Dating app Hinge has secured $12 million in Series A funding as it looks to take on the likes of Tinder in new markets. Shasta Ventures led the round, while previous investors Lowercase, Great Oaks, Eniac and CAA Ventures all participated. The company had previously raised $8.6 million in seed funding and convertible notes. Hinge is currently available in 28 cities and will be looking to increase that number with the new investment.
Predictive applications provider Infer has attracted a $25 million Series B round of investment led by Redpoint Ventures. The company, which was founded 18 months ago, aims to use the new funds to accelerate growth. “We’ve sparked a data revolution that goes way beyond lead scoring. Our predictive platform is helping enterprises achieve the same consumer-grade data intelligence as companies like Google and Amazon, and delivering big wins for our customers – like 4X conversion rates and 3X deal sizes,” said Vik Singh, co-founder and CEO of Infer.
Qubole, a provider of big data in the cloud, has raised $13 million in Series B investment led by Norwest Venture Partners. Qubole’s flagship prodct is QDS, which runs Hadoop infrastructure and allows users to analyze and collaborate their company’s data. The company has now raised a total of $20 million. “We know the real power of big data is getting it to the right people at the right time. Our mission is to help every company and every person at that company leverage big data to make a meaningful business impact,” said Ashish Thusoo, CEO and co-founder of Qubole. “We’ve seen tremendous adoption for our self-service platform and expect this to accelerate as our customers experience the incredible business outcomes that occur when everyone can access, process and collaborate with cloud data.”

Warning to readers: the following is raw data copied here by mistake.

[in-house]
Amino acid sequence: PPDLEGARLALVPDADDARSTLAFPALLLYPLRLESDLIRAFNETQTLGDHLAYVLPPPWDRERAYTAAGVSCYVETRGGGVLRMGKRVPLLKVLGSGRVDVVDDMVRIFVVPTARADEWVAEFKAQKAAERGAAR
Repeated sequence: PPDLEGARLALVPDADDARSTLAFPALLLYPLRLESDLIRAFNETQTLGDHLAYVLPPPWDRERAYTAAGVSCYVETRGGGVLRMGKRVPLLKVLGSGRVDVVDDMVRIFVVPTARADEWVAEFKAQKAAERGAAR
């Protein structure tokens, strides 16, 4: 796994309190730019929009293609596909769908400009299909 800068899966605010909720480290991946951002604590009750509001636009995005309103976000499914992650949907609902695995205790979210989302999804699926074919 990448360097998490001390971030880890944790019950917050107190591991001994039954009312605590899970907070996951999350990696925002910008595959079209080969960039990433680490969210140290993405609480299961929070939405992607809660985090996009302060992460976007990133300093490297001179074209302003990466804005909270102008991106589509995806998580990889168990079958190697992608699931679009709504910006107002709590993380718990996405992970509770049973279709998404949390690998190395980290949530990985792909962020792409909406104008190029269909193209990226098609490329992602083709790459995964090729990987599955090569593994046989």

Enterprise cloud collaboration service Huddle has announced a $51 million Series D round of funding led by Zouk Capital. Hermes BPE Environmental Innovation Fund and existing investors Matrix Partners, Jafco Ventures, DAG Ventures, and Eden Ventures also participated. Huddle will use the funds to enhance its collaboration marketplace standing. “We’ve seen the content collaboration market come of age over the last year, with enterprises and governments now replacing legacy software at scale and embracing this new way of working,” said Alastair Mitchell, CEO of Huddle. “There has also been an increasing trend away from simple cloud storage. It has become a low-value commodity and simply replicates the age-old problem of content getting lost and siloed on shared drives with a new one — content now just gets forgotten about in the cloud.